The rhinoplasty surgery, the procedure itself, Dr. Portuese performs the rhinoplasty or revision rhinoplasty through a closed technique. He does not perform the open rhinoplasty technique, which tends to have more swelling, edema, and a longer recovery. All the incisions are placed on the inside of the nose and there is no incision placed across the columella. This technique offers the exact same exposure to the nose for all the structural cartilage grafting that may need to be performed on the more complicated and revision-type rhinoplasties. During the rhinoplasty procedure itself, the specific changes are made which were agreed upon between the patient and Dr. Portuese. Irregularities of the nose such as a hump or wide nose or wide tip are all addressed at the time by narrowing the tip by removal of cartilage, or sometimes when a bulbous tip is present, the tip cartilages are sewn together. Crooked, fractured, and broken noses are all realigned by resetting the nasal bones. Asian noses are typically refined on the tip and then augmented the bridge by either cartilage grafts or synthetic Silastic implants. Large projecting noses can be de-projected for a better aesthetic, pleasing profile, and occasionally a chin implant may be placed underneath through incision in the submental area for augmentation and better facial balance and structure. The chin implant is used to deemphasize a projecting nose when there is a receding chin. Revision rhinoplasty is a much more difficult operation to perform due to previous scar tissue and the unpredictability of healing, along with further reduction and/or augmentation has to be performed at the same time. Patients typically will spend approximately an hour to an hour-and-a-half in the recovery room waking up, and once awake are discharged with their caretaker to home or a local hotel for out-of-town patients.

Postoperative Phase

The postoperative phase for a rhinoplasty lasts approximately one year. The healing from a rhinoplasty is a very long, slow process. In the immediate postoperative phase directly after the surgery there can be some mild nausea and vomiting associated with the anesthetic. A cast is usually placed across the bridge of the nose and stays on for approximately five to six days after the rhinoplasty procedure. There is no packing placed on the inside of the nose. A simple mustache dressing or drip pad is placed underneath the nose for the first 24 hours after the nasal surgery. Bruising and swelling lasts approximately two weeks after the surgery. Patients are able to get back into their social work environment after two weeks without any detectability of having had a rhinoplasty surgery. Depending upon the tip technique, most of the swelling will remain in the tip of the nose for upwards of a year. The majority of tip swelling occurs from lymphatic edema, which settles down in the tip and has to re-channelize and move out of the nasal tip. Occasionally cortisone shots in the first month or two after the surgery can be performed to the nasal tip to speed this recovery. Approximately 20% of the swelling in the nasal tip is still present two months after the surgery. The nasal bridge tends to take shape much faster than the tip, and usually by about the first month most people are really starting to see the shape of their new nose. Occasionally, minor touch-up procedures are performed on the nasal bridge if a small irregularity occurs in the six-month postoperative timeframe. With regards to a deviated septum surgery, typically patients are not able to breathe out of their nose for one week, and starting at about the second or third week the breathing becomes much easier and less congested. The deviated septum surgery can be done at the same time as a fractured broken nose or a rhinoplasty. A minimal amount of narcotic pain pills are taken in the postoperative phase, and many patients just take Extra-Strength Tylenol. Patients return to the Seattle Rhinoplasty Center to see Dr. Portuese at the first week after the surgery to remove the cast. Patients then return in approximately one, month, three months, six months, and twelve months postoperatively to check on the progress of their new nose.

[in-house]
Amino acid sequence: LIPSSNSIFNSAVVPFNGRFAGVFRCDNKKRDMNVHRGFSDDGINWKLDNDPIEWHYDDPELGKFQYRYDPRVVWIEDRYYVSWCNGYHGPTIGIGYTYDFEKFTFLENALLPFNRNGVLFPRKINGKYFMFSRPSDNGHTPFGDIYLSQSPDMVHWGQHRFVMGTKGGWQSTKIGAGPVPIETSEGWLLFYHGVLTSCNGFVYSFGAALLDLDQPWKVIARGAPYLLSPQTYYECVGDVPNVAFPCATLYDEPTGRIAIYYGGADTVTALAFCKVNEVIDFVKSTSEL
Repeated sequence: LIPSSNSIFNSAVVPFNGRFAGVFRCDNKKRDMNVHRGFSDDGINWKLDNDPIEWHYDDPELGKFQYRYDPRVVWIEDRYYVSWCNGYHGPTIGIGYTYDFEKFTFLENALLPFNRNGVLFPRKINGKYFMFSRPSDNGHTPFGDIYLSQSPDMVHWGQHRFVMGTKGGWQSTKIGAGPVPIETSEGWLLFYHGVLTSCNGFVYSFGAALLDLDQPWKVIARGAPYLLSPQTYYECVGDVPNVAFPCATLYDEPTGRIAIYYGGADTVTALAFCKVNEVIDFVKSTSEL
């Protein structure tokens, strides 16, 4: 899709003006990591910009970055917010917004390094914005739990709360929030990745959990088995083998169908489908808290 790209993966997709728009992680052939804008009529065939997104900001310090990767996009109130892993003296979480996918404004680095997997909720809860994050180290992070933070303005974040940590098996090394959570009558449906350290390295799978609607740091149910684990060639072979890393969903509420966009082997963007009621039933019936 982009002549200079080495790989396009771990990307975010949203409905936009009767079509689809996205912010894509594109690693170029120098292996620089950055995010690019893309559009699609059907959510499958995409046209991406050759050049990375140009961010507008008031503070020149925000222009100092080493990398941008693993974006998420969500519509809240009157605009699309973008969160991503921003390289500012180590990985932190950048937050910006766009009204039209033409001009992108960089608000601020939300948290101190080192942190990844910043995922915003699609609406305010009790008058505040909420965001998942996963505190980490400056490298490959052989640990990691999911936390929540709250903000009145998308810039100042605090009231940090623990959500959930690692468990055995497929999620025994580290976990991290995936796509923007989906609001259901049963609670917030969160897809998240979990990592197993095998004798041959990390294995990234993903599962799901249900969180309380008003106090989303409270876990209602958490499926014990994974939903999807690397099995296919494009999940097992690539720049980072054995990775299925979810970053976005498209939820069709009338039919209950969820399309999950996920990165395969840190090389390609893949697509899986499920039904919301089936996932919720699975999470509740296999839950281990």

Conclusion

Dr. Portuese and his staff take great pride in realizing a patient’s desire of having a new nose. We specialize in rhinoplasty at our center, and Dr. Portuese has performed thousands of nasal surgeries, which includes rhinoplasty, deviated septum, and broken nose surgeries for the last 20 years in private practice. A very large percentage of our practice involves nasal surgery of some type, and we are pleased to offer our services to our patients.